JJ Lynne is a poet, pug mum, and potential palmist who earned her BA in English from Merrimack College. Her writing and artwork have recently appeared or are forthcoming in PANK, Hobart, A Narrow Fellow, and Stirring. She is co-editor of poetry for Paper Nautilus.
Tell us a little about yourself.
My interests in photography and poetry have almost always been with me, but for a long time I treated them as mutually exclusive art forms. Often, if I was stuck for a subject to write about, I would turn to photographs in books, magazines, or my own albums to help find a subject that would engage me, but it hadn’t yet occurred to me that photos could remain a part of my process long after simply lending a bit of inspiration to me.
What’s your main inspiration behind your work?
When I began to play with collage art and mixed media a few years ago, I realized that the stories I was telling through words and images could be married to pack a more powerful punch. I take thousands of photographs each year, but when it comes to choosing those I use in my collages, they are always those that feel most personal to me. Usually the photo comes first, and then I build the story around it. The micropoems that I create to accompany the photographs are constructed from words and phrases rescued from discarded library books and periodicals, giving new life to beautiful words and sounds that may otherwise find themselves buried in landfills.
What drew you to create this gallery?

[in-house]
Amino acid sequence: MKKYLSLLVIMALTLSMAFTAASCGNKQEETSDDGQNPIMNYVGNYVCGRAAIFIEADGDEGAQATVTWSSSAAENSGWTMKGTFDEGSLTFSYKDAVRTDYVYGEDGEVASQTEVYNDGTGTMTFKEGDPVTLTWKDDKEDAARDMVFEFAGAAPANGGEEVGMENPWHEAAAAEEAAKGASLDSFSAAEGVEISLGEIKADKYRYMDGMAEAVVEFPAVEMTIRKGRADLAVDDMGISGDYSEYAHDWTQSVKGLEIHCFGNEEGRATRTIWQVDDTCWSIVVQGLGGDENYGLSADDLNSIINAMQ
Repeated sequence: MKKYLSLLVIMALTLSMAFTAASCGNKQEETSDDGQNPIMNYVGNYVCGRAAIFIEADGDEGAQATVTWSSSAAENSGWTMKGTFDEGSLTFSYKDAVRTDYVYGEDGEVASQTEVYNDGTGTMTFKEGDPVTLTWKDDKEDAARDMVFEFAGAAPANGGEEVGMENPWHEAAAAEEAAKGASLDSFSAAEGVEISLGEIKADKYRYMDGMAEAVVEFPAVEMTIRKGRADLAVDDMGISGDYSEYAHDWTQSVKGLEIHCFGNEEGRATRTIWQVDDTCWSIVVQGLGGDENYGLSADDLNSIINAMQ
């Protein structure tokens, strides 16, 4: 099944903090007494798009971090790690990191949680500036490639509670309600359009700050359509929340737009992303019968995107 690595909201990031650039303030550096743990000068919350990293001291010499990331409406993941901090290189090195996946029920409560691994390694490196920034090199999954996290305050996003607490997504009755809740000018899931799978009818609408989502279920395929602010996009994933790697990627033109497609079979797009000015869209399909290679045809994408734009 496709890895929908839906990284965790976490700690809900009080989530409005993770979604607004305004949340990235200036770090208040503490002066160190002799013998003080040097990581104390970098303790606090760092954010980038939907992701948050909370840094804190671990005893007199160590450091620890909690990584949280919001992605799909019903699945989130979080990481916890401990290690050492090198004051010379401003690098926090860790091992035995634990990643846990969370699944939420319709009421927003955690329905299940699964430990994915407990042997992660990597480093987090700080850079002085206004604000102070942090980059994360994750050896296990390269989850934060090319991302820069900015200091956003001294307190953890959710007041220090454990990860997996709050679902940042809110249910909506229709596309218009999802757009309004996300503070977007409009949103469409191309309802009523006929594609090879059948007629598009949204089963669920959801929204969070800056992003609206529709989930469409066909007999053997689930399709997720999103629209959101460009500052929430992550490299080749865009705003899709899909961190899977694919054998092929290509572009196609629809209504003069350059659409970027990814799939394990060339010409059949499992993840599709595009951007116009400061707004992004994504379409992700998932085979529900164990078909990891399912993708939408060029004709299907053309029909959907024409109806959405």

The images in these collages were all taken between 2009 and 2011, but the poems that accompany them were not written until 2014. “Lovely Bird” and “SOS” are both self-portraits taken during a time when I was particularly self-critical, so I turned to my camera to preserve and examine this creature known as “self” who I felt strangely alienated from, and the poems are also a reflection of that feeling. “Man’s Requirement” and “Clinging” shift the perspective toward the outside world. In “Man’s Requirement” I used one of my favorite photos of my boyfriend of 8 years as the base. It is one of the first collages I created, and was also one of the most difficult, in that I felt like I was defacing something sacred by covering his face. “Clinging” was taken during a photo shoot that I did with two long-time best friends who would soon be heading off to college. The accompanying poem is my take on the emotional experience of knowing that you will soon be separated from someone that holds a significant part of your heart in her hands.